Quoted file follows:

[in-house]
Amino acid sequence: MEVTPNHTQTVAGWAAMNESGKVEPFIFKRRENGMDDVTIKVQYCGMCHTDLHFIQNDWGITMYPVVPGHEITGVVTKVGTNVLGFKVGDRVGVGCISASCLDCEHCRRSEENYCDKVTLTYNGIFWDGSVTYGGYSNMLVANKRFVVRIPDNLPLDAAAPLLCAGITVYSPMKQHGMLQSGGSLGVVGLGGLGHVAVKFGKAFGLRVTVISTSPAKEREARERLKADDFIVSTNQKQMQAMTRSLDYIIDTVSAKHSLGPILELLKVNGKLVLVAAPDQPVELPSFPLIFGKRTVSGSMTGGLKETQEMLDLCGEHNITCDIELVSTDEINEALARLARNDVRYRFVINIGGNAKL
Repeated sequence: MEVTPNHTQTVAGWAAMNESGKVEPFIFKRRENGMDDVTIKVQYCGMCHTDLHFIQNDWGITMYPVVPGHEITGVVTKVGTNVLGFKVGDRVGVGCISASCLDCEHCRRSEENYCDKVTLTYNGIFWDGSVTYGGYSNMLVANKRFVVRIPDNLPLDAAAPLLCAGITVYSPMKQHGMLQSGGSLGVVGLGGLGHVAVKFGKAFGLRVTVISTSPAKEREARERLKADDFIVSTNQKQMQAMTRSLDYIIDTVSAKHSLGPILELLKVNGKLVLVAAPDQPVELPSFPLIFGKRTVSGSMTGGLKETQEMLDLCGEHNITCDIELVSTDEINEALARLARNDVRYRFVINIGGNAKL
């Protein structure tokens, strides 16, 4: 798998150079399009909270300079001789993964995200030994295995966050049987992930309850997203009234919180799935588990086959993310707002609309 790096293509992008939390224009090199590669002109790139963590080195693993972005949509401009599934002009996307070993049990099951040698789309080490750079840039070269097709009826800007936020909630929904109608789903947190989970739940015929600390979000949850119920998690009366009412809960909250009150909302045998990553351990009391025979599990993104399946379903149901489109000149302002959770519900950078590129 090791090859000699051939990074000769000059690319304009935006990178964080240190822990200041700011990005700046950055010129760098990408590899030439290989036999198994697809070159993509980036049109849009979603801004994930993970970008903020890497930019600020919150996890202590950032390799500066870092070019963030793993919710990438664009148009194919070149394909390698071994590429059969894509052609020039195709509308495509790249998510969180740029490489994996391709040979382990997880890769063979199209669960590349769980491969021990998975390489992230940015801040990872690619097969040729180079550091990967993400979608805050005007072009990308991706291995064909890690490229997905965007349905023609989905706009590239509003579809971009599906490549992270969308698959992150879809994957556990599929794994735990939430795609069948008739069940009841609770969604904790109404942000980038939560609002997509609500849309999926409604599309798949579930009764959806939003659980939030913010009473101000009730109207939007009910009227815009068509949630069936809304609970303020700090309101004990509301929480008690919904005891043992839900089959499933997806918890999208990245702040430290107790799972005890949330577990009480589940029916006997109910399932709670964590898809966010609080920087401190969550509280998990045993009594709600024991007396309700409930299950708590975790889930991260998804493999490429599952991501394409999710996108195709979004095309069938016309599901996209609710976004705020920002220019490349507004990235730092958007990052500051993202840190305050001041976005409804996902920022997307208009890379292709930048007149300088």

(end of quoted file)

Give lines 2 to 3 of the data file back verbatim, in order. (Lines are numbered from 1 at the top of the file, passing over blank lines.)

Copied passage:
Amino acid sequence: MEVTPNHTQTVAGWAAMNESGKVEPFIFKRRENGMDDVTIKVQYCGMCHTDLHFIQNDWGITMYPVVPGHEITGVVTKVGTNVLGFKVGDRVGVGCISASCLDCEHCRRSEENYCDKVTLTYNGIFWDGSVTYGGYSNMLVANKRFVVRIPDNLPLDAAAPLLCAGITVYSPMKQHGMLQSGGSLGVVGLGGLGHVAVKFGKAFGLRVTVISTSPAKEREARERLKADDFIVSTNQKQMQAMTRSLDYIIDTVSAKHSLGPILELLKVNGKLVLVAAPDQPVELPSFPLIFGKRTVSGSMTGGLKETQEMLDLCGEHNITCDIELVSTDEINEALARLARNDVRYRFVINIGGNAKL
Repeated sequence: MEVTPNHTQTVAGWAAMNESGKVEPFIFKRRENGMDDVTIKVQYCGMCHTDLHFIQNDWGITMYPVVPGHEITGVVTKVGTNVLGFKVGDRVGVGCISASCLDCEHCRRSEENYCDKVTLTYNGIFWDGSVTYGGYSNMLVANKRFVVRIPDNLPLDAAAPLLCAGITVYSPMKQHGMLQSGGSLGVVGLGGLGHVAVKFGKAFGLRVTVISTSPAKEREARERLKADDFIVSTNQKQMQAMTRSLDYIIDTVSAKHSLGPILELLKVNGKLVLVAAPDQPVELPSFPLIFGKRTVSGSMTGGLKETQEMLDLCGEHNITCDIELVSTDEINEALARLARNDVRYRFVINIGGNAKL